Meanwhile, McDonald’s is the latest employer to face a class-action lawsuit alleging insufficient COVID-19 protections for its workers. The complaint, filed in a Cook County, Illinois circuit court, claims that McDonald’s failed to take adequate steps in response to the pandemic and has disregarded government guidance regarding employee protective measures. The complaint also alleges that employees were not notified when another employee became COVID-19 positive. The lawsuit asks the court to issue an injunction that would require McDonald’s to halt a policy under which workers must reuse face masks, to make face coverings mandatory for customers, and to notify employees when another worker has tested positive for the virus. See news coverage here and a copy of the complaint here.
The AFL-CIO has filed a petition asking the D.C. Circuit to compel the Labor Department to adopt emergency standards for workers in anticipation of businesses reopening. The petition, which demands that OSHA adopt the temporary emergency standards, states that additional protections are needed as individuals return to work and person-to-person contact increases. The AFL-CIO has been calling for higher protections since the beginning of the COVID-19 pandemic. However, OSHA has yet to implement new standards in response to initial petitions. See news coverage here, and read the petition here.
A New York attorney has sued his former employer, claiming that he was fired after contracting COVID-19 and asking to work remotely until he recovered. According to the complaint, which alleges a violation of the Family and Medical Leave Act, the plaintiff became COVID-19 positive and was given more than a week off work to recover. After becoming well enough to continue working, the plaintiff alleges he asked for time off to move himself and his family to Europe for the remainder of the pandemic. The complaint accuses the employer of refusing to accommodate his request, despite other employees working remotely. This lawsuit will likely be one of many FMLA-based claims as businesses slowly reopen and employees are called back to work. A copy of the complaint is available here.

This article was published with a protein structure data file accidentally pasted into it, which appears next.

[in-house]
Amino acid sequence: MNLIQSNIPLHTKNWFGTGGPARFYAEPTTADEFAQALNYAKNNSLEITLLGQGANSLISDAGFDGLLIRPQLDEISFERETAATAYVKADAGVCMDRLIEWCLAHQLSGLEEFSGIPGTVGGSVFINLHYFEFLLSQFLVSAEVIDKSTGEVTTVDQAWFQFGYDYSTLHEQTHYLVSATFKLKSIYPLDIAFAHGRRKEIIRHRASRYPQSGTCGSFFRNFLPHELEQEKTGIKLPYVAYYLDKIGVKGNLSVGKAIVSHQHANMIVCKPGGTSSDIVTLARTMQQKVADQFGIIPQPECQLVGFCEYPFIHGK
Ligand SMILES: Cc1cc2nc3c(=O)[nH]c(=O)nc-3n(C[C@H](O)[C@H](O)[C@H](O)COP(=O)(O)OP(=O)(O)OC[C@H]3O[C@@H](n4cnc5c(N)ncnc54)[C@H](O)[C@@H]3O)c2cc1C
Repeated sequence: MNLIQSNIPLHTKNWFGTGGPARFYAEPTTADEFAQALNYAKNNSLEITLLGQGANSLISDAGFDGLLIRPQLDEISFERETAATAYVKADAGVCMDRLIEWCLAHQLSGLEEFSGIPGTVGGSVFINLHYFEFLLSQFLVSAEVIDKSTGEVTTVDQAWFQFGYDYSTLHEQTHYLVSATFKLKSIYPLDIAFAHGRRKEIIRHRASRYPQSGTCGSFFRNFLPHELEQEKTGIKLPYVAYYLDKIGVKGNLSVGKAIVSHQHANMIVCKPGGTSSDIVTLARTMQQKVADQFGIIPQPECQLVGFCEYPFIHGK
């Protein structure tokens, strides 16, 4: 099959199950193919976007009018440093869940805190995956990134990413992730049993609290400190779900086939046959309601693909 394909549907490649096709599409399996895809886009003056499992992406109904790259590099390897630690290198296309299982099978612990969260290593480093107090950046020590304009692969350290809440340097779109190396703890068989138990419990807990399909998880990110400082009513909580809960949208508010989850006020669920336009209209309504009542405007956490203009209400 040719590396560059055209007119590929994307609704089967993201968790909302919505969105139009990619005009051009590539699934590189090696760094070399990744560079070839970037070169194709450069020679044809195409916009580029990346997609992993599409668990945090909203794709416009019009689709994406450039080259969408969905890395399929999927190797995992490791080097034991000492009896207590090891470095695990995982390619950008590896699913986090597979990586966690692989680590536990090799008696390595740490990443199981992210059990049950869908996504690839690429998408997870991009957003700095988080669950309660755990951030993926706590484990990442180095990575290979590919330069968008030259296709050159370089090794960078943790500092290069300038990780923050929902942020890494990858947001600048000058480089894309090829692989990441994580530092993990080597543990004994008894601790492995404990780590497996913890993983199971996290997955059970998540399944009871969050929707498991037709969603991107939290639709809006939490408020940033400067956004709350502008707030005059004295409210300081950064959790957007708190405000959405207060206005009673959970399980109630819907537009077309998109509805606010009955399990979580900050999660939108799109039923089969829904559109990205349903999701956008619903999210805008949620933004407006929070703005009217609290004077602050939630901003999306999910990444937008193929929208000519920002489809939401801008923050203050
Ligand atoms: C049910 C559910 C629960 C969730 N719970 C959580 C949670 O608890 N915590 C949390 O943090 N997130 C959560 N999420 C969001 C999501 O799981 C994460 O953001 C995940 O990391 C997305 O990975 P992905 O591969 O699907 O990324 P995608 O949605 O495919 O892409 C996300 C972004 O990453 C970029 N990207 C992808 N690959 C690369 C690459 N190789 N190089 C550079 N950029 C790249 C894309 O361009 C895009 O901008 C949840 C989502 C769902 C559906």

And finally, an Atlanta man has been charged with defrauding his employer after he allegedly faked a letter from a medical provider stating that he had tested positive for COVID-19. After receiving the letter, the man’s employer stopped all business and underwent sanitization procedures of the workplace. The man has been accused of causing “unnecessary economic loss to his employer and distress to his coworkers and their families.” Click here to view the press release from the U.S. Attorney’s Office for the Northern District of Georgia.
When will third-party negligence claims expand beyond the cruise industry?
Celebrity Cruises is the subject of a negligence lawsuit filed by a couple after one of them allegedly contracted COVID-19 while aboard a cruise ship. The complaint alleges the cruise line negligently exposed its passengers to the virus because it knew that a passenger was exhibiting symptoms, but continued its scheduled activity and dining options. This lawsuit comes after employees of Celebrity Cruises sued their employer, alleging it failed to protect its workers from the virus. Other cruise lines are also facing COVID-19 related lawsuits, including wrongful death allegations and negligent exposure claims, and the CDC has implemented a no-sail order until at least July. See news coverage here.
Who was sued for COVID-19 refunds last week?